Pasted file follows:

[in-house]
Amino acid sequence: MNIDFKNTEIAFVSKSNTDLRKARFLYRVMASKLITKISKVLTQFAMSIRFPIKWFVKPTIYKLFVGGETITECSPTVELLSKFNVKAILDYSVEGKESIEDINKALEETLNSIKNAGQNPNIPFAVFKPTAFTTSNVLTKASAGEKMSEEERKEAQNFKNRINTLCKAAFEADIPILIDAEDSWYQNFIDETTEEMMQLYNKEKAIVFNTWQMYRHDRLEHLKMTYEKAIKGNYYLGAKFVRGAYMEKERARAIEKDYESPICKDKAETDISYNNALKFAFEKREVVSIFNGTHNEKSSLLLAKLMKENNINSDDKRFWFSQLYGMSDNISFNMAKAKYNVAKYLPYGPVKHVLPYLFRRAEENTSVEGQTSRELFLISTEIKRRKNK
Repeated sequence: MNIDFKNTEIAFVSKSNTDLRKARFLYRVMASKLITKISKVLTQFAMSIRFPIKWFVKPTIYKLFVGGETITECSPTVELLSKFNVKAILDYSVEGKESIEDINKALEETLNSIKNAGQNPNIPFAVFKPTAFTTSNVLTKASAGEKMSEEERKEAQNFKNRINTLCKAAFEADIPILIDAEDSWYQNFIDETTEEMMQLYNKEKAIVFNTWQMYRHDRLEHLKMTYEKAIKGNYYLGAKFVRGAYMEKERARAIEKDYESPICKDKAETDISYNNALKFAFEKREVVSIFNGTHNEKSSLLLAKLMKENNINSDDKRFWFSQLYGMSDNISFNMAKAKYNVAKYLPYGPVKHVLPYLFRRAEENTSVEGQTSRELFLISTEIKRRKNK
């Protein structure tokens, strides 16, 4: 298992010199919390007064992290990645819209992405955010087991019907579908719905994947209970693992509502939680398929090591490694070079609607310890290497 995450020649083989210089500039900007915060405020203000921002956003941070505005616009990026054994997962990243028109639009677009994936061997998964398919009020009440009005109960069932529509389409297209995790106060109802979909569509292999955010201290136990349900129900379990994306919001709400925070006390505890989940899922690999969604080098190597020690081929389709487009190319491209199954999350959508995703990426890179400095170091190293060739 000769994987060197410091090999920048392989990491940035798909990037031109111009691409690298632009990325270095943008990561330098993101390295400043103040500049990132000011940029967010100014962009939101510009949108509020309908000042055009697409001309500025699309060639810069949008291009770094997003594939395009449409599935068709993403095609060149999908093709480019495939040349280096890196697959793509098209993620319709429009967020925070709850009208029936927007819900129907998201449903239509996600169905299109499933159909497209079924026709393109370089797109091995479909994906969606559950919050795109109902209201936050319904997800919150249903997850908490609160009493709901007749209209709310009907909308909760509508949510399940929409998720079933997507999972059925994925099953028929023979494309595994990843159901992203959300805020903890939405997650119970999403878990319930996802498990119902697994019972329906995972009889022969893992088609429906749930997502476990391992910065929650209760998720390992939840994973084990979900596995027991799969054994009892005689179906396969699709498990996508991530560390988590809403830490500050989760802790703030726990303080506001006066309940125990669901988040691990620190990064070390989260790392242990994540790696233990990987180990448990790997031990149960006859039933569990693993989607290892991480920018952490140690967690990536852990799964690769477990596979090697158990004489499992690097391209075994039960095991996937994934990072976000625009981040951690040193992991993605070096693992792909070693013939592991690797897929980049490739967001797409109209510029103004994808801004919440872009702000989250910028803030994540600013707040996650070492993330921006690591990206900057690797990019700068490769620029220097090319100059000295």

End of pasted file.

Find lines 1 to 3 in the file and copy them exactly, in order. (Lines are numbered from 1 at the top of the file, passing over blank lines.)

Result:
[in-house]
Amino acid sequence: MNIDFKNTEIAFVSKSNTDLRKARFLYRVMASKLITKISKVLTQFAMSIRFPIKWFVKPTIYKLFVGGETITECSPTVELLSKFNVKAILDYSVEGKESIEDINKALEETLNSIKNAGQNPNIPFAVFKPTAFTTSNVLTKASAGEKMSEEERKEAQNFKNRINTLCKAAFEADIPILIDAEDSWYQNFIDETTEEMMQLYNKEKAIVFNTWQMYRHDRLEHLKMTYEKAIKGNYYLGAKFVRGAYMEKERARAIEKDYESPICKDKAETDISYNNALKFAFEKREVVSIFNGTHNEKSSLLLAKLMKENNINSDDKRFWFSQLYGMSDNISFNMAKAKYNVAKYLPYGPVKHVLPYLFRRAEENTSVEGQTSRELFLISTEIKRRKNK
Repeated sequence: MNIDFKNTEIAFVSKSNTDLRKARFLYRVMASKLITKISKVLTQFAMSIRFPIKWFVKPTIYKLFVGGETITECSPTVELLSKFNVKAILDYSVEGKESIEDINKALEETLNSIKNAGQNPNIPFAVFKPTAFTTSNVLTKASAGEKMSEEERKEAQNFKNRINTLCKAAFEADIPILIDAEDSWYQNFIDETTEEMMQLYNKEKAIVFNTWQMYRHDRLEHLKMTYEKAIKGNYYLGAKFVRGAYMEKERARAIEKDYESPICKDKAETDISYNNALKFAFEKREVVSIFNGTHNEKSSLLLAKLMKENNINSDDKRFWFSQLYGMSDNISFNMAKAKYNVAKYLPYGPVKHVLPYLFRRAEENTSVEGQTSRELFLISTEIKRRKNK